Cynthia Telles on Three Key Healthcare Trends for 2021

SACRAMENTO, CA / ACCESSWIRE / February 8, 2021 / The COVID-19 global pandemic of 2020 has had a massive and indelible impact on society overall and on the healthcare industry in particular. The lockdowns to prevent the virus’ spread resulted in changes to patient and provider behavior that many believe will have a lasting impact to the delivery and outcomes of care.

As we look forward to 2021 and beyond, here are a few ways in which we can expect healthcare to continue to evolve, according to Dr. Cynthia Telles, the director of the UCLA Hispanic Neuropsychiatric Center for Excellence.

Telehealth is here to stay

As doctor’s offices, outpatient care centers, and other locations of care closed during the early weeks and months of the pandemic, the healthcare system saw a sizable uptick in telemedicine.

According to the Epic Health Research Network, while patient demand for care via telemedicine was at an all-time high in mid-April, the demand dropped by the summer, from 69% of all visits to 21%. But considering that telehealth previously accounted for just .01% of all visits, Dr. Cynthia Telles believes the pandemic will bring about a lasting change in patient behavior. As a psychologist, Dr. Telles recognizes that there are many patient needs that can be met through telemedicine, which can help impact not only access but also may help appointment adherence. At the same time, providers must carefully monitor the quality of care and watch closely for any inadvertent risk associated with using this form of care.

Artificial Intelligence will become more prevalent in healthcare

The healthcare industry is rapidly learning the many ways artificial intelligence (AI) can positively impact the delivery of care, the patient experience, and the associated administrative tasks. While there are data privacy and other concerns that need to be addressed, AI holds much promise for delivering tools and solutions that can help make tasks easier, such as appointment scheduling, image analysis, or aiding a clinician’s diagnosis. As the nation continues to look for ways to improve care, reduce costs and improve access, the promise of AI is exciting.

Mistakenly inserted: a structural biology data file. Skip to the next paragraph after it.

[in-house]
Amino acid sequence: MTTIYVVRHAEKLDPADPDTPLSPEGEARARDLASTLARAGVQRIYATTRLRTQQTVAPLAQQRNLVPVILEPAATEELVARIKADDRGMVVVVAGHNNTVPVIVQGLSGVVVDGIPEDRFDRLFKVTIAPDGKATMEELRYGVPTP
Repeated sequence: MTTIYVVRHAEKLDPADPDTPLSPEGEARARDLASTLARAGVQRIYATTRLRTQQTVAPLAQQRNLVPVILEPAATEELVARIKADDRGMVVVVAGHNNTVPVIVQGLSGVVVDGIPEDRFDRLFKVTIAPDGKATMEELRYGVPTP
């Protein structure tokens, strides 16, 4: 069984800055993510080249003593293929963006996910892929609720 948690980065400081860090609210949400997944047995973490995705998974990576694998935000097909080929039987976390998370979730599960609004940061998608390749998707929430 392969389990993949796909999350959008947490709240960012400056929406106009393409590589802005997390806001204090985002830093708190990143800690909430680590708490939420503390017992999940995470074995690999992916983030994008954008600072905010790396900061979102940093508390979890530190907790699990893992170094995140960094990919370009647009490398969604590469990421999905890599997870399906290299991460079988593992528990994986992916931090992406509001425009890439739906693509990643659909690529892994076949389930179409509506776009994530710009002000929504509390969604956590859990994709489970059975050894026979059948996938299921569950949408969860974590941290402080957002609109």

Self-monitoring options for chronic illness patients

It’s widely known that management of chronic health conditions makes up about 80% of healthcare costs. Bringing that down is key to helping lower the cost of healthcare for everyone while improving outcomes and life expectancy. Dr. Cynthia Telles believes that the use of wearable monitors and trackers will continue to grow, helping patients manage certain elements of their own healthcare. In fact, Fierce Healthcare recently reported that “the use of remote monitoring technologies and wearables has accelerated during the pandemic as a way to track health conditions while consumers stay safely at home.”

Today’s technology is a far cry from the early gadgets that simply counted our steps. The growing wearable market offers a wide variety of devices, such as continuous glucose monitors and insulin pumps. Some believe the growing acceptance and use of healthcare wearables could save the nation’s healthcare system close to $7 billion per year.

“These are exciting trends in healthcare,” says Dr. Telles. “As we look to improve care, expand access and lower costs, each of these trends hold great promise for both patients and care providers.”


Andrew Mitchell
Cambridge Global

SOURCE: Cynthia Telles

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